Terribly, Terribly English

Riding around the lanes, villages and small towns like Henley today and yesterday, it was surprising how few people there were around. I don’t think they can have all been indoors, retreating from the relentlessly dismal weather. (If it’s not raining it will be soon.) I don’t think they were all at Jubilee parties.

There have been endless attempts to market on the back of the Jubilee – from the connected to the desperate. I’ve been offered ‘Jubilee Guitar Strings’ (at 10% off, no less) by email. The pubs are the ones I fear for; they’re nearly all trying to get punters in the door for some Jubilee-themed event or promotion or something but I doubt there are that many punters to go around – or even that there would have been if the weather had been glorious.

Today, riding past a seat provided to mark the Golden Jubilee 10 years ago, along the Harpsden Bottom road, I realised I’ve not heard anything at all about longer-lasting community ‘Jubilee Projects’, whether as small (but significant) as the seat or anything more grand. Perhaps they’ve just not crossed my radar.

The Queen's Golden Jubilee - anniversary bench

Something lasting …

I confess I’m finding it a bit tedious now – as ever, the media are giving the whole thing such an overkill treatment. I suppose it’s the same underlying issue as the pubs’ events: the media are just as desperate to attract punters, and just as imagination-free in their efforts. It’s very hard for anything to retain any semblance of being in any way ‘special’ when it’s flogged to death.

I can only have praise and affection for the people of Goring and Streatley, their 1km long table for an outdoor Jubilee lunch and the way they just got on with it in the rain, including an attempt at baking the most scones (4,000) in one sitting. It’s just so terribly, terribly English in every way that’s wholly admirable. (Of course, that should really be a .62 mile long table.)

Perhaps the way the weather’s brought out such classically English ways of carrying-on is a blessing – albeit well disguised. Perhaps that’s just sort-of de facto twaddle and we’d have been ever better in our Englishness if the sun had shone.

Talking of the praiseworthy – my heartfelt thanks to the (possibly quite elderly) lady in the Honda on the road out from Henley today. Without excessive detail: the situation on the road was out of the ordinary because of a large lorry; I wasn’t correctly positioned as a result; the lady understood perfectly what was happening, gave me all the space I needed and passed me with a cheery wave. It’s appreciated – and should be acknowledged.

Some photos from BBC Berkshire, including of Goring’s Jubilee party.

Never To Be Weaned

After the busy roads of Thursday, Easter Saturday afternoon was very noticeably quiet. Even Sonning, that normally traffic-choked home of the well-off, wasn’t busy. Sonning golf club car park had more vacant spaces than taken ones. Earlier in the day I’d had to be in Reading and that too was remarkably uncrowded. It made me think I’d hate to be a retailer but perhaps this is standard for Easter. Perhaps it’s the turn of all the out-of-town attractions – the National Trust houses, theme parks and so on.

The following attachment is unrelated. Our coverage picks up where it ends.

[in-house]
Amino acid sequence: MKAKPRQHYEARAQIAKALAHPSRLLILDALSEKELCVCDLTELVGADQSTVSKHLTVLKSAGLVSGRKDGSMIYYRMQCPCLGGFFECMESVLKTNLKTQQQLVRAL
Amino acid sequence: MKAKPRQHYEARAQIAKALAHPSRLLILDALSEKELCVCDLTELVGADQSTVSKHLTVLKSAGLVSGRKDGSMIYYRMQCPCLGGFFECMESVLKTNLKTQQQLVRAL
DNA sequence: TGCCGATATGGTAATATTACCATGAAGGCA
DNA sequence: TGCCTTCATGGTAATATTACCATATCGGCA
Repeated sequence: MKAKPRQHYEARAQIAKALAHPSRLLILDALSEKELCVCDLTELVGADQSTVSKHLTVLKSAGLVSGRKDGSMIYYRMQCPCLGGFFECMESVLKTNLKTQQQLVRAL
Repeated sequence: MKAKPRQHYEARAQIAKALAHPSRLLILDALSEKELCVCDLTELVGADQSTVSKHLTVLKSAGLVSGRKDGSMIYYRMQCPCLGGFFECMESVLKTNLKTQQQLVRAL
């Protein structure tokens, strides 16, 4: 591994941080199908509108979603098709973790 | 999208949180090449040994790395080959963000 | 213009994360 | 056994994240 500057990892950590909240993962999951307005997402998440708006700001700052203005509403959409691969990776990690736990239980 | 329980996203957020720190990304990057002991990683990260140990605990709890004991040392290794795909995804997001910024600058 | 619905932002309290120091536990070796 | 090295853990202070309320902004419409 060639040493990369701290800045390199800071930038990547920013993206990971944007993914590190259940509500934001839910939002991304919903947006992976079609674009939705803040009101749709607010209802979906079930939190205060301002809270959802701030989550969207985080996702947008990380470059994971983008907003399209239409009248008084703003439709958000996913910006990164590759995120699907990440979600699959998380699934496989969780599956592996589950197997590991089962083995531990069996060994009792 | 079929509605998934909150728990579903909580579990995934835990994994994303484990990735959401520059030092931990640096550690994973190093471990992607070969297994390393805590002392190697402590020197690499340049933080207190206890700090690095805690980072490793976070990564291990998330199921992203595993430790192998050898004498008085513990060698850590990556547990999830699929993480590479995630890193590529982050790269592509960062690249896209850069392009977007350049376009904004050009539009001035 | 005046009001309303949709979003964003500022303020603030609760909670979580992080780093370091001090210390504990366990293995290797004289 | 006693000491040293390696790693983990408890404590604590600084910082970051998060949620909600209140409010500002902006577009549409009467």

If I’d hate to be a retailer, I suspect I’d hate to be a publican even more. I saw the pub by the side of the A4 in Knowl Hill has gone. Another one quite probably lost forever – they rarely re-open. It’s very easy to think it’s a terrible trend and that’s my knee-jerk reaction. Maybe it’s just change though.

Photo: The boarded-up former Seven Stars pub at Knowl Hill, Berkshire

Another failed pub, this one at Knowl Hill

Some pubs are thriving and it seems, in the main, it’s the ‘boozers’, the ones relying on drink rather than food, that can’t hang on. Perhaps it’s just a reflection of rising affluence and the high price we pay in terms of available time as a result: we end up ‘time poor’ and spending the money we’re working so hard to earn on going out to eat.

Perhaps it means the old stereotypes of him spending the house-keeping down the pub while she’s struggling to make ends meet at home, him coming home boozed-up and knocking her and the kids about, aren’t relevant any more. Perhaps it’s to be welcomed. Stereotypes exist for a reason, and those stereotypes are nothing to get nostalgic about.

Perhaps there’s some nasty, creeping conspiracy going on, to make us all dependant on the food industry. Since the 80s cookery has become a dying topic for schools to teach, if it’s not actually dead. Fast food / cheap food / processed food / ready meals / chain restaurants / pub food and so on have spread through all walks of society. There are plenty of people who can’t cook at home even if they wanted to. Add longer working hours, relentless media ‘food porn’ that is basically saying ‘you’ll never be able to cook as well as all these chefs, buy their branded meals or go out to eat instead’, and lo! All of a sudden you have a population sucking off the teat of the food industry, a population that will never be weaned.

Black Wood

A nondescript ride on a nondescript day, taking in Sonning Common, Checkendon and then back in to Caversham via Woodcote, Greenmore Hill and what was The Fox on Horsepond Road.

We’ll be saying ‘that was the …” about many more pubs. I don’t know if that’s a good or bad thing in the big scheme.

About the most striking thing of the day was just how black so much of the wood in hedgerows and the like is looking now; nature does winter with a fair ol’ degree of bleakness.

Credit where credit’s due corner: a Kuhne + Nagel lorry was particularly considerate today. It is appreciated.